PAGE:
After finding out I both liked being in the classroom and living in Cartagena, I found a paying job, then another better one, and then another better one, and now in 2020, I am still living in Cartagena.
Reader Mail: Dear Trisha! I followed your Colombia road trip on Instagram last year (before pandemic) and it was really exciting! Your friends look super fun and you guys sound very funny. I wish I can tag along your travels one day! I know you spent a lot of time in Cartagena. I was thinking to move there and I want to pick your brain. How much do I need to comfortably live in Cartagena? I am just doing the math here but I am not really sure when I will leave the USA. I hope it will be soon! Thanks for all your amazing blogs and keep up the good work!
– Wayne Fitzgerald, USA
Wayne, what a good choice!
I truly love Cartagena and visit it quite often. My trips to Cartagena are one month maximum. I can give you some insights about living in Cartagena but I also asked for help from an American expat.
Adam has been living in Cartagena for a while and as a fellow American, he can definitely give you tips. You can even connect with him when you arrive Colombia!
I really hope you make it and let’s keep in touch – I want to know everything about your trip! Now I give the floor to Adam.
I first came to the Colombian coast for a yearlong volunteer teacher job with the organization WorldTeach fresh out of college back in 2011.
I was actually placed about 90 minutes outside of Cartagena in a small town on the island of Barú. However, I and my fellow volunteers spent lots of our weekends in the city, at least when we didn’t go to the nearby famous and beautiful Playa Blanca.
I grew up in the US in the state of South Carolina (in the city of Columbia with a U no less!) I had spent a semester abroad in Cuba and fell in love with the Caribbean and Latin America and wanted to spend time living there, so the volunteer year with WorldTeach seemed like a perfect gap year type of experience.
See also: Is Cartagena safe for solo travelers?
Well, after finding out I both liked being in the classroom and living in Cartagena, I found a paying job, then another better one, and then another better one, and now in 2020, I am still living in Cartagena where I currently work as a teacher and curriculum coordinator at a bilingual international school.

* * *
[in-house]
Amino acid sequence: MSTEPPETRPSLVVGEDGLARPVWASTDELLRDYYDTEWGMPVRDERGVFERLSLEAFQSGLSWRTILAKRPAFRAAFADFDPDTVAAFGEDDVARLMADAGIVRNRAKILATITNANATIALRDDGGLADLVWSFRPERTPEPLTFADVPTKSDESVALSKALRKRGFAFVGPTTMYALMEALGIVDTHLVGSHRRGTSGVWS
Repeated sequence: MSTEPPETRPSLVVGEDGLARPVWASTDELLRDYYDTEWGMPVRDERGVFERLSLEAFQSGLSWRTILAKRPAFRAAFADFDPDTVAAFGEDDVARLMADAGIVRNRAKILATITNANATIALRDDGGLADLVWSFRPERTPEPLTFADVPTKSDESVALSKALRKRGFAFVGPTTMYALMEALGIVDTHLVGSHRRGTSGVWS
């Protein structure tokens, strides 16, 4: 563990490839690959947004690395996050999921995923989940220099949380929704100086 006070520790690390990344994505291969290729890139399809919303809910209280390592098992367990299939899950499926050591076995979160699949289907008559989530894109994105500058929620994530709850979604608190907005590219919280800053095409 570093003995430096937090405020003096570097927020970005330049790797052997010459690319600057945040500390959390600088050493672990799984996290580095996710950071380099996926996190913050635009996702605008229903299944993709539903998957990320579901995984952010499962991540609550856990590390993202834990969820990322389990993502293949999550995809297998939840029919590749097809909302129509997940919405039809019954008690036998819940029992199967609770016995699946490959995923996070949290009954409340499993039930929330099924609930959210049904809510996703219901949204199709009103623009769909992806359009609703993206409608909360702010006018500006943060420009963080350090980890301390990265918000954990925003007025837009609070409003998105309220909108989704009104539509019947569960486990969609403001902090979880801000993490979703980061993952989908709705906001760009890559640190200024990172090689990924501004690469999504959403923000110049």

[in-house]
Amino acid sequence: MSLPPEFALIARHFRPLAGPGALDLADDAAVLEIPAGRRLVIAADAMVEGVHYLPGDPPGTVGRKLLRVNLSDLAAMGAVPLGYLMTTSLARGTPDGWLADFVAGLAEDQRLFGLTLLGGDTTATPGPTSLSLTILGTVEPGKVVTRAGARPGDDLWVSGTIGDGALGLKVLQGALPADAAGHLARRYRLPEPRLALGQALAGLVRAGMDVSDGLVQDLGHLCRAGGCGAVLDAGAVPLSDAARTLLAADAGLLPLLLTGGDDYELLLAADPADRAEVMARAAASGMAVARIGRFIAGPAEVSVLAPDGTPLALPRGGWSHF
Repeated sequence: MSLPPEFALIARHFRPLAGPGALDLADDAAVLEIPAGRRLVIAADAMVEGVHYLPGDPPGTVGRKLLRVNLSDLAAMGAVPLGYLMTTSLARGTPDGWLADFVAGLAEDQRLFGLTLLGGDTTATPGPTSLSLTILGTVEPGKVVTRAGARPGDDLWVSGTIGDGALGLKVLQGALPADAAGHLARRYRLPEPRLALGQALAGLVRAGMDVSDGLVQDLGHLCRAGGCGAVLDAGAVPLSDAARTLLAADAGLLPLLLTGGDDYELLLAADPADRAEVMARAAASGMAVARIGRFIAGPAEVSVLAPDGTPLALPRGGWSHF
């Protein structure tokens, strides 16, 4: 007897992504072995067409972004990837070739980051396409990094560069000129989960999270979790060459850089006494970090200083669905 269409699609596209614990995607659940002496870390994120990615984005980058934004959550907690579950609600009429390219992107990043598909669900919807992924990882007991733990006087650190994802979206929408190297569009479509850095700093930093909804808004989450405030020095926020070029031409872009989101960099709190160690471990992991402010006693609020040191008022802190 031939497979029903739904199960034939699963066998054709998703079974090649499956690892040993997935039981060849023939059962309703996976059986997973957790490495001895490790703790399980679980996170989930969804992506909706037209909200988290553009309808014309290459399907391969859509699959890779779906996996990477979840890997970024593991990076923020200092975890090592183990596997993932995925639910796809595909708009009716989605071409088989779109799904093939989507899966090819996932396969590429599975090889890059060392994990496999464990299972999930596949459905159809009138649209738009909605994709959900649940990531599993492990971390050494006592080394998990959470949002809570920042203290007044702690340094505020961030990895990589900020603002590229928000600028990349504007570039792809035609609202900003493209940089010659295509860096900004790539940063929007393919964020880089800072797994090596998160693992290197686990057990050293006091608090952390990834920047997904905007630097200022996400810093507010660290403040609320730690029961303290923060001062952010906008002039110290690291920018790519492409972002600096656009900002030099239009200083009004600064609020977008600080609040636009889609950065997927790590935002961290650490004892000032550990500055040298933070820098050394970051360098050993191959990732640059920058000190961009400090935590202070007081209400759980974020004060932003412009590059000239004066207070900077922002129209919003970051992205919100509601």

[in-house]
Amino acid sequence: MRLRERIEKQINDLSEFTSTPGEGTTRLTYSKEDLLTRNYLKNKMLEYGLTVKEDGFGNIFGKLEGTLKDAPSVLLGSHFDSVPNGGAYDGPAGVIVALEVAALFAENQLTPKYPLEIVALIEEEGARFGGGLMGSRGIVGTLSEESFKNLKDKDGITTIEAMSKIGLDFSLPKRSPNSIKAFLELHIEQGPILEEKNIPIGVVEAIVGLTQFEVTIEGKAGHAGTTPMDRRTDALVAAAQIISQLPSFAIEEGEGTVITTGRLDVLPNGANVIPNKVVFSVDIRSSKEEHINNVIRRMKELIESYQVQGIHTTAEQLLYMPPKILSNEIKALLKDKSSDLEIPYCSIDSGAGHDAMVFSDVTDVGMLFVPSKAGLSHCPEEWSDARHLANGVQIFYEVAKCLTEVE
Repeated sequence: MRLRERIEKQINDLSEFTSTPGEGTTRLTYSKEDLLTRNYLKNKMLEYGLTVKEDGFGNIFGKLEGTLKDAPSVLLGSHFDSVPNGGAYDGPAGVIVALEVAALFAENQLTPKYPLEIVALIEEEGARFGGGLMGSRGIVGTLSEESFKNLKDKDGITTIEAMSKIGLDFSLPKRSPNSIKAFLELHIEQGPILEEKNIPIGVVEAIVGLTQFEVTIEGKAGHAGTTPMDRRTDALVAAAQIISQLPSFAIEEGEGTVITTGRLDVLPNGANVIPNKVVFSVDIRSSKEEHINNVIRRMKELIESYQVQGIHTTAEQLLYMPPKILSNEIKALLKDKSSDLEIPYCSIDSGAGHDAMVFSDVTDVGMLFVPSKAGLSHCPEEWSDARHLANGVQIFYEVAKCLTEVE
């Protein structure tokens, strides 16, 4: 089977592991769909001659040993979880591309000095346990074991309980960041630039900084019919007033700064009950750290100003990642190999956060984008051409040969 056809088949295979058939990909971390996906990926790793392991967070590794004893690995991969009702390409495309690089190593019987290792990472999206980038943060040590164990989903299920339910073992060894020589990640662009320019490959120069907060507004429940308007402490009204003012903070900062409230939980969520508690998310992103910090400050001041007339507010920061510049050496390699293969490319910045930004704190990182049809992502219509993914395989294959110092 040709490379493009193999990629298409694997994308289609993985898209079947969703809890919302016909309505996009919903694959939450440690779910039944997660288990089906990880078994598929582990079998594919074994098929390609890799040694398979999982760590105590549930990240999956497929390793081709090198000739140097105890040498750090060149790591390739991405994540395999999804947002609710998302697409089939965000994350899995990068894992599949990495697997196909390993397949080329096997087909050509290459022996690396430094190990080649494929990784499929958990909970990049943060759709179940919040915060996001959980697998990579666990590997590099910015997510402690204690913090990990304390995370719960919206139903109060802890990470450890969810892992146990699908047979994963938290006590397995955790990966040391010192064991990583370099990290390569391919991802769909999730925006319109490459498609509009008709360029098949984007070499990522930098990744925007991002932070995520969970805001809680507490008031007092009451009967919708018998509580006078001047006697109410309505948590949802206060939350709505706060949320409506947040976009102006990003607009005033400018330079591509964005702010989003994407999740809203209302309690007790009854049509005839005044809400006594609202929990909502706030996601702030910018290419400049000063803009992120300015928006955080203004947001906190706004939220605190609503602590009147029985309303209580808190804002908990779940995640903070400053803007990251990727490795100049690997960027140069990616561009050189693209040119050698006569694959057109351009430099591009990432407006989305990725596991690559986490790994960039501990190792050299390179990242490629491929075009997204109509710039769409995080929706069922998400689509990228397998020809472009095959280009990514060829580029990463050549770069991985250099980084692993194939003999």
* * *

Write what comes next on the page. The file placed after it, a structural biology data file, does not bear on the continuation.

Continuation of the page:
The things I love the most about Cartagena is the colorful Caribbean culture, the year-round beach weather, the great seafood, and the other great destinations easy to reach along Colombia’s Caribbean coast. Perfect for all of the Monday holidays and long weekends Colombia has. I also have a blast during Cartagena’s Independence Fiestas held annually in November.
Of course, meeting my beautiful wife Susana also didn’t hurt in keeping me living in Cartagena either.
Is Cartagena a good place to live in?
ABSOLUTELY! Cartagena is the pride of the Caribbean and the beach weather all year round contributes to a better quality of life. Cartagena is also a mix of a city and the beach so you’ll have the best of both worlds. The cost of living is affordable, people are great, the city is lively – it’s a great option for expats looking to move to Colombia.
Is it safe to live in Cartagena Colombia?
There are many violent crimes in Cartagena but it doesn’t mean that living in Cartagena is dangerous. You just need to take extra precautions with your belongings but as far as I am concerned, they care very less about gringos.
If you are a foreign expat who knows his/her way around and is familiar with the Colombian culture, then you have nothing to worry about. There are a lot of American expats in Cartagena that you can always count on!
You may also like: Top 20 places to visit in Colombia
How expensive is it to live in Cartagena Colombia?
You can live very comfortably in Cartagena for $1,500 USD. Rent is about $600 USD. Food is extremely cheap and ranges from $2 USD – $12 USD. If you like cooking at home, a $2.50 USD budget per meal is more than enough!
In the latter part of this article, the cost of living in Cartagena will also be discussed so read on!
Is Cartagena a good place to retire?
Many expats who chose to retire in Cartagena reported that their quality of life became better than in the USA. Some even went to Colombia to age but then they realized that they just feel younger and younger while living in Cartagena.
Cartagena is one of the best retirement destinations not just in Colombia but in the world! Your money will stretch further here and years will be added to your life than living in the US.
Living in Cartagena Colombia: costs, safety, and everything you need to know!
Personal experience in living in Cartagena
My experience as an expat living in Cartagena has I think been unique. Coming as a volunteer I learned how to get around like a local on the buses and mototaxis. I’ll never forget one time stepping off a bus a moment too early while it was still moving and eating it (only my pride was wounded).
I was also fortunate in the 2nd place I worked, a English language institute, there was a good mix of both other expats living in Cartagena as well as locals and had lots of both fellow expats and Colombians to hang out with.
Now at the school, and being a bit older, I’ve become a bit more of a homebody and hang out with a few closer friends that I currently work with and with some of my wife’s friends.